The villagers had a meeting to decide what could be done. At the meeting an old grandfather said: ‘I have a sharp axe – I will try to chop down the hedge of thorns.’

The grandfather took his sharp axe and started to chop through the hedge, but every time he chopped through a branch, another one grew quickly in its place, and by the end of the day he had given up.

This was no ordinary pumpkin, and this was no ordinary field.

Then one of the mothers of the village said: ‘I have a strong spade – I will try to dig under the hedge of thorns.’

The mother took her spade and started to dig down, but the roots of the thorn bushes were so strong and close together that by the end of the day she too had given up.

This was no ordinary pumpkin, and this was no ordinary field.

Then one of the young boys of the village said: ‘I am such a good tree climber – I will try to climb over the hedge of thorns.’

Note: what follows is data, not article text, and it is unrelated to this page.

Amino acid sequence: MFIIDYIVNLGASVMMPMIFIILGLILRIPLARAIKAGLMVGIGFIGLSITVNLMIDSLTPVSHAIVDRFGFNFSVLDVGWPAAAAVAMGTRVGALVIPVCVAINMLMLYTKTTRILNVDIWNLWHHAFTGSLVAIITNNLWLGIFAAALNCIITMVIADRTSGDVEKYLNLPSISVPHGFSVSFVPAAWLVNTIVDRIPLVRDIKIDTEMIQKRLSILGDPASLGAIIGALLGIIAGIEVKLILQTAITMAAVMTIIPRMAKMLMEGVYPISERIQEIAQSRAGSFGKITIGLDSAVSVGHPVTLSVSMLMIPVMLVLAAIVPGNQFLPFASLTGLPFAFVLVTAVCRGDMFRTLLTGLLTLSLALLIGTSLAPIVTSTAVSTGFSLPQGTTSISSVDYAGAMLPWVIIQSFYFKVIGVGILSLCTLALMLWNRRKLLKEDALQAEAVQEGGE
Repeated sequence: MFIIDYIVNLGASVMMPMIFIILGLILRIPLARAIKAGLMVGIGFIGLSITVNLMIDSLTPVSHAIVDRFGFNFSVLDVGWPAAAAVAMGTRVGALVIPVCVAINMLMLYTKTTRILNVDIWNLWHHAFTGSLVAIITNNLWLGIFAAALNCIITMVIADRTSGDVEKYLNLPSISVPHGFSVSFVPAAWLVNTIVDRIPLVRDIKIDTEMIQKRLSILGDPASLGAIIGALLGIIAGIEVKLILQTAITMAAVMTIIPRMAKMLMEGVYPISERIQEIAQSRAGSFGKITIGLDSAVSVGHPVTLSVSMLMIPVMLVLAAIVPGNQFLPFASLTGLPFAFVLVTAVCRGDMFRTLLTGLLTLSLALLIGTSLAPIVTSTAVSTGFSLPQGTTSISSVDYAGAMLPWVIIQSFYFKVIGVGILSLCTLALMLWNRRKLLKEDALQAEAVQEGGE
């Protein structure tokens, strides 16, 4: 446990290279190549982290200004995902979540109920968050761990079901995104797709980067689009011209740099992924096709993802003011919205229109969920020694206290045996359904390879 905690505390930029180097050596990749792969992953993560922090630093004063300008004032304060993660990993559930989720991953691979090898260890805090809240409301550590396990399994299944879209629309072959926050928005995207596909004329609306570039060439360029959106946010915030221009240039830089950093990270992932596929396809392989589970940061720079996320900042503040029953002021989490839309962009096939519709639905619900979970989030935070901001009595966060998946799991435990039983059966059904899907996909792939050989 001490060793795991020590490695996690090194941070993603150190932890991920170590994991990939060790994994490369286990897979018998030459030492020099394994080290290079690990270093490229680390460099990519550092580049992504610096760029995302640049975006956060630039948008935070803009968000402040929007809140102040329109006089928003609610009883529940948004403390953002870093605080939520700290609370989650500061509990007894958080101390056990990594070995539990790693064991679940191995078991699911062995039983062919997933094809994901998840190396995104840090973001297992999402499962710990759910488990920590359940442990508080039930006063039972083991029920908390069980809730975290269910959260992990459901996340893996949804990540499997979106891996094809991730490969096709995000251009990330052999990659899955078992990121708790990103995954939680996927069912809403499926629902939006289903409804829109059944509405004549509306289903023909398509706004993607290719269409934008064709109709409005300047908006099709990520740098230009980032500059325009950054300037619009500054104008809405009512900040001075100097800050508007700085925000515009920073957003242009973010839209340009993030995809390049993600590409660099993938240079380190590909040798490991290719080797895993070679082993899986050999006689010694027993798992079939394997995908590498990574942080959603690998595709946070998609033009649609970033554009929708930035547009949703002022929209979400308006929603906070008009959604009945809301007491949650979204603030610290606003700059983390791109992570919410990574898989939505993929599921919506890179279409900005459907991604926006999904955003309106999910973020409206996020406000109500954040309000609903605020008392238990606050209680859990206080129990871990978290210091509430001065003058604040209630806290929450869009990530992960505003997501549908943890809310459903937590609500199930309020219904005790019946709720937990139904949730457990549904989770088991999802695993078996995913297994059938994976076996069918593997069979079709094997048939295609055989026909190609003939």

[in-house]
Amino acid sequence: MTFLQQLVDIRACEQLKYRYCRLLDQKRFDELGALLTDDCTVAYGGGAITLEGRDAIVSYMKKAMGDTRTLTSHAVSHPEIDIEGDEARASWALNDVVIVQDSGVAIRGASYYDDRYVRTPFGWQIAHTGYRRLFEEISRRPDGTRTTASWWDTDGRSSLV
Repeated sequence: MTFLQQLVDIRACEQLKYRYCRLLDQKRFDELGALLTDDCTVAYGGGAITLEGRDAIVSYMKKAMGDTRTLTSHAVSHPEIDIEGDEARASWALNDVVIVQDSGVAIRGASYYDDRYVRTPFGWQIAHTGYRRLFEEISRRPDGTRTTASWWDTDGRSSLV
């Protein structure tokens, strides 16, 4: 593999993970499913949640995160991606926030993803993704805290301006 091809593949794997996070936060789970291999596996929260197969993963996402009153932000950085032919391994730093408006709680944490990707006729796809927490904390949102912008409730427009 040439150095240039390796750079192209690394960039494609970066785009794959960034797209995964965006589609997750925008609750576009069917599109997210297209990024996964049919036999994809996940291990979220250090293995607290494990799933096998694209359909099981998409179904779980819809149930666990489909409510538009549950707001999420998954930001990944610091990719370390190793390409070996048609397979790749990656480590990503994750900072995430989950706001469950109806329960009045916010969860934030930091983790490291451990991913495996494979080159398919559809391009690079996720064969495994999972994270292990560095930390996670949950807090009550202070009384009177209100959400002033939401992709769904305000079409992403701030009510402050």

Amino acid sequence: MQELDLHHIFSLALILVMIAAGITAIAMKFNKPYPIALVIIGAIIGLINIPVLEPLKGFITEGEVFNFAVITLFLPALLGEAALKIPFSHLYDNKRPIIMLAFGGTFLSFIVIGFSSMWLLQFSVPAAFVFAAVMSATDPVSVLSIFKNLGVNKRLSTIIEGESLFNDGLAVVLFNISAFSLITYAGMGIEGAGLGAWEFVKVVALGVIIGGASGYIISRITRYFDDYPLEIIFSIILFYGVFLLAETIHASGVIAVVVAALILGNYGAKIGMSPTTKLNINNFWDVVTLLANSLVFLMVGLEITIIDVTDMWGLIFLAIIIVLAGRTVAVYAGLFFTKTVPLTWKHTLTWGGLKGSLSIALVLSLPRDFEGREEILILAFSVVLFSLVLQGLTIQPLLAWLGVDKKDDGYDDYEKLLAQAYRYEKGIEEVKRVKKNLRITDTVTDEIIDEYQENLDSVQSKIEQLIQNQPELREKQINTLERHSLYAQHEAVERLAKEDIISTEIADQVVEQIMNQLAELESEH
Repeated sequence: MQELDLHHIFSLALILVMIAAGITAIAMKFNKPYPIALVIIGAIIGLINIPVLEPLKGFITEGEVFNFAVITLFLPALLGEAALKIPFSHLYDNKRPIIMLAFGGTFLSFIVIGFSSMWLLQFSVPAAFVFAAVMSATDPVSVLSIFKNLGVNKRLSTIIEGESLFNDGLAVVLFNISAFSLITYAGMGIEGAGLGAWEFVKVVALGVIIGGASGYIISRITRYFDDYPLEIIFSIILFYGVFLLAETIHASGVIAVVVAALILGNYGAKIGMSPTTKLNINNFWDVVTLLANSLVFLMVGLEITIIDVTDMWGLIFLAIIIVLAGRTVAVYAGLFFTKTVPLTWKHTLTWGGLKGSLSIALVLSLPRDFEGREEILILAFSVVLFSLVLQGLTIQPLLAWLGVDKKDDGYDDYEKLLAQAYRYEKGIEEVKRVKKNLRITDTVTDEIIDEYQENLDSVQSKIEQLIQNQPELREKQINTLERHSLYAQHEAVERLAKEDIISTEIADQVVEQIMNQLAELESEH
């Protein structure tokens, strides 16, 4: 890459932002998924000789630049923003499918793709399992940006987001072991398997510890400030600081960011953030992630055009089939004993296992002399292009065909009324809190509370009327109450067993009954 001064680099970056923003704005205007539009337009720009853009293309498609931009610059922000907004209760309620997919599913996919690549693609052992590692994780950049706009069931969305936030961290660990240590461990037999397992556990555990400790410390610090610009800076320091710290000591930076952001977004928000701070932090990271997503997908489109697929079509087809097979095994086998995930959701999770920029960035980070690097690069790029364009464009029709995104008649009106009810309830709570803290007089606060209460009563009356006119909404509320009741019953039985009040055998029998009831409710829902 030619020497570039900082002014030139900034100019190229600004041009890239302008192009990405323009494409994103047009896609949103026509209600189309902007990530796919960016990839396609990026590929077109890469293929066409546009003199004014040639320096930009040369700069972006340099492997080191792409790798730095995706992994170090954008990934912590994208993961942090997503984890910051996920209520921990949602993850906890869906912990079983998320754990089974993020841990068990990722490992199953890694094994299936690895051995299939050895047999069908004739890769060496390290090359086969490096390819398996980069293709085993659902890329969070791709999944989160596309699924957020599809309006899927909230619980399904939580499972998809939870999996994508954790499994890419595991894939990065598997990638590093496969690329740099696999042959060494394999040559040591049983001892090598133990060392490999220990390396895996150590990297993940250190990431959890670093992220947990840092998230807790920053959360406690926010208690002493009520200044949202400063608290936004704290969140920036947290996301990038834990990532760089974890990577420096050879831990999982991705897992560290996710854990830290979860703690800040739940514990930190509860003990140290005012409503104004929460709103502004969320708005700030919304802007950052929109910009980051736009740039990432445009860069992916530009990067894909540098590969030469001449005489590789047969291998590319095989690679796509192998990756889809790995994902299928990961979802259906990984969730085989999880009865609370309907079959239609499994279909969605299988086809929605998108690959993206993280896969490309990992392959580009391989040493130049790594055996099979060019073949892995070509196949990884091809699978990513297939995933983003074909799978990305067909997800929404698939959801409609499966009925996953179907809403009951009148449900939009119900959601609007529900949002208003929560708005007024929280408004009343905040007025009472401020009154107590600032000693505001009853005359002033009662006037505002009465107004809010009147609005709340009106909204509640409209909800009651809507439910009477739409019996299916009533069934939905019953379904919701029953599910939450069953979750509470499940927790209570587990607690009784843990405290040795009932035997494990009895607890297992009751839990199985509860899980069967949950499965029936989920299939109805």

The boy started to climb up the branches, but the thorns were as long and sharp as needles and they tore his clothes and pricked his skin. By the end of the day he too had given up.

This was no ordinary pumpkin, and this was no ordinary field.

Then strolling into the village came Lindelwe, a young girl known to have the most beautiful voice in all the land.

When she heard the problem, she walked past the villagers, sat down on a rock next to the hedge of thorns, and started to sing:

Ithanga elikulu, Ithanga elikulu; lishleli ebobeni, lishleli ebobeni.

Lindelwe’s singing was so beautiful that all the animals in the surrounding fields came hopping and running to be closer to her to listen.

Ithanga elikulu, Ithanga elikulu; lishleli ebobeni, lishleli ebobeni.

Lindelwe’s singing was so beautiful that the birds in the sky flew down to sit in the trees to listen.

Ithanga elikulu, Ithanga elikulu; lishleli ebobeni, lishleli ebobeni.

Lindelwe’s singing was so beautiful that the worms and caterpillars crawled out of the ground to sit at her feet to listen.